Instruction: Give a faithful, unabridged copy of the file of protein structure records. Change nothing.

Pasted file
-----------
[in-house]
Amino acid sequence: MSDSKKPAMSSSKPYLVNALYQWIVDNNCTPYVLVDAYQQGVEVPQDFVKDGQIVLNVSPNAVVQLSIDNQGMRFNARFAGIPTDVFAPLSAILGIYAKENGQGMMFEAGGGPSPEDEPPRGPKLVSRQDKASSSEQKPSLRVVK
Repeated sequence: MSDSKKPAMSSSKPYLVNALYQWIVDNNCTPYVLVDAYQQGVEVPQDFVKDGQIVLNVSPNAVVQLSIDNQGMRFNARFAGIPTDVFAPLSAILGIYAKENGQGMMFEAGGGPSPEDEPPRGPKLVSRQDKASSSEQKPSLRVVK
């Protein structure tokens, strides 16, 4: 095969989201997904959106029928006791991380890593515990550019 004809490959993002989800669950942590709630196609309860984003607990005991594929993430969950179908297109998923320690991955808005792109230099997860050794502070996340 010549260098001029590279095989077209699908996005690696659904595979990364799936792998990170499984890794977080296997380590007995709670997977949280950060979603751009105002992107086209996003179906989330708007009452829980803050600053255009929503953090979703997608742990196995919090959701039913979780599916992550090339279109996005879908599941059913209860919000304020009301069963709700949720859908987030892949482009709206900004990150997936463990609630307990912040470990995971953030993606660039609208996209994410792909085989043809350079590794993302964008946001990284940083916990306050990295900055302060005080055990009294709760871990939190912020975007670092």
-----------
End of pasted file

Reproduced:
[in-house]
Amino acid sequence: MSDSKKPAMSSSKPYLVNALYQWIVDNNCTPYVLVDAYQQGVEVPQDFVKDGQIVLNVSPNAVVQLSIDNQGMRFNARFAGIPTDVFAPLSAILGIYAKENGQGMMFEAGGGPSPEDEPPRGPKLVSRQDKASSSEQKPSLRVVK
Repeated sequence: MSDSKKPAMSSSKPYLVNALYQWIVDNNCTPYVLVDAYQQGVEVPQDFVKDGQIVLNVSPNAVVQLSIDNQGMRFNARFAGIPTDVFAPLSAILGIYAKENGQGMMFEAGGGPSPEDEPPRGPKLVSRQDKASSSEQKPSLRVVK
């Protein structure tokens, strides 16, 4: 095969989201997904959106029928006791991380890593515990550019 004809490959993002989800669950942590709630196609309860984003607990005991594929993430969950179908297109998923320690991955808005792109230099997860050794502070996340 010549260098001029590279095989077209699908996005690696659904595979990364799936792998990170499984890794977080296997380590007995709670997977949280950060979603751009105002992107086209996003179906989330708007009452829980803050600053255009929503953090979703997608742990196995919090959701039913979780599916992550090339279109996005879908599941059913209860919000304020009301069963709700949720859908987030892949482009709206900004990150997936463990609630307990912040470990995971953030993606660039609208996209994410792909085989043809350079590794993302964008946001990284940083916990306050990295900055302060005080055990009294709760871990939190912020975007670092």